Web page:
NASA Opens GLAST Burst Monitor Instrument Operations Center
Marshall Space Flight Center, Huntsville, Ala.
Marshall Release No. 08-039
HUNTSVILLE, Ala. -- Today, NASA opens the Gamma-ray Large Area Telescope (GLAST) Burst Monitor Instrument Operations Center, the focal point for observing gamma ray bursts, the most powerful explosions in the universe.
The GLAST Burst Monitor (GBM), a space-based instrument for studying gamma ray bursts, is one of two instruments on NASA's GLAST spacecraft. Together, the Large Area Telescope and the GBM will observe gamma rays ranging in energy from a few thousand electron volts to many hundreds of billions of electron volts or higher, the widest range of coverage ever available on a single spacecraft for gamma ray studies.
More energetic than X-rays, gamma rays are the highest-energy form of electromagnetic radiation. When a burst occurs, the GBM will detect gamma rays from the explosion and within seconds identify the location of the burst and transmit this information to scientists on the ground.
Located at the National Space Science and Technology Center (NSSTC) in Huntsville, Ala., operations personnel and scientists working in the GBM Instrument Operations Center will scrutinize the health of the monitor and enjoy a first-hand peek at ground-breaking new gamma ray science. The NSSTC is a partnership between NASA, the state of Alabama and several universities.
"While seeing the operations center come to life is a high point, the real triumph will come when we see the first data from GLAST in orbit," said the project's principal investigator, Charles “Chip” Meegan, an astrophysicist at Marshall. "Gamma ray bursts remain one of the greatest mysteries of astrophysics and we’re anxious to begin answering puzzling questions about how these fantastically powerful explosions are produced."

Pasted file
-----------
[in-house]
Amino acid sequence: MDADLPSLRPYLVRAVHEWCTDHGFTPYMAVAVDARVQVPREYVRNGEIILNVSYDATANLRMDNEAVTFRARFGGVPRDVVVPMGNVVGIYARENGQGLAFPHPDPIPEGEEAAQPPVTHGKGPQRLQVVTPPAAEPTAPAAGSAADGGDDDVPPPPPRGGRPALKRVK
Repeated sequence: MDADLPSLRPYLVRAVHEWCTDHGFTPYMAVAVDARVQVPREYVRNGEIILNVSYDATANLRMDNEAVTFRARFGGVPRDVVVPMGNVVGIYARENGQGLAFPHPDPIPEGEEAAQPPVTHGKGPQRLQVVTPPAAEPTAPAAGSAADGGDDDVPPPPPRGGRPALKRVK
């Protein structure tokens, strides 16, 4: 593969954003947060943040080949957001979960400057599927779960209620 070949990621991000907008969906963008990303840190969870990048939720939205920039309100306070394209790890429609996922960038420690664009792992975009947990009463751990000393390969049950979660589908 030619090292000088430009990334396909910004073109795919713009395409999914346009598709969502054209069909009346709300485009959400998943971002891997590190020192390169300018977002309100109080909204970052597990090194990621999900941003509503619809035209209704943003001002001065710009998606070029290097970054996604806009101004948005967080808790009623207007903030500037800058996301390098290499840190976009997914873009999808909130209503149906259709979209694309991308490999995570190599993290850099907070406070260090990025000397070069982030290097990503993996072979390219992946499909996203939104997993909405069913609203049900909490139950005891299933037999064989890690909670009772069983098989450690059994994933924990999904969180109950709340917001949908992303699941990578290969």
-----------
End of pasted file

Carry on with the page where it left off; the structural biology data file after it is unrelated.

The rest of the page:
GBM Instrument Operations Center staff will continuously verify that the instrument is performing properly and prepare commands to fine-tune performance, as needed. GBM commands will be sent to the spacecraft through GLAST mission operations at Goddard Space Flight Center in Greenbelt, Md. Goddard manages the GLAST mission for NASA.
"When GBM begins scanning the sky, we will be monitoring the instrument," said Lisa Gibby, Marshall’s operations center manager. "Many of us worked on a previous gamma ray instrument, BATSE which was on NASA's Compton Gamma-Ray Observatory. We remember how exciting it was when new discoveries were made. We can’t wait to see what the data from GBM will tell us about the gamma ray universe."
Operations center scientists will examine data from gamma ray bursts and disseminate this information to the wider scientific community swiftly, allowing ground-based instruments to observe these bursts as soon as possible.
A complementary operations center is located at the Max Planck Institute for Extraterrestrial Physics in Garching, Germany, allowing scientists to look at real-time data during their normal work day, offset seven hours from Huntsville. Huntsville-based operations center staff will host regular meetings via teleconference to Germany to discuss data analysis and German colleagues will assist in operations and monitoring instrument performance.
Marshall has a long-standing relationship with scientists at the Max Planck Institute. NASA collaborated with the Institute through an agreement with the German Aerospace Center to design the GBM and the institute built the monitor's power supply and crystal detectors – the main component for intercepting gamma rays.
GLAST is an astrophysics and particle physics partnership, developed in collaboration with the U.S. Department of Energy, along with important contributions from academic institutions and partners in France, Germany, Italy, Japan, Sweden and the U.S.
GLAST is anticipated to launch from Cape Canaveral Air Force Station, Fla., on May 16 at 11:45 a.m. EDT.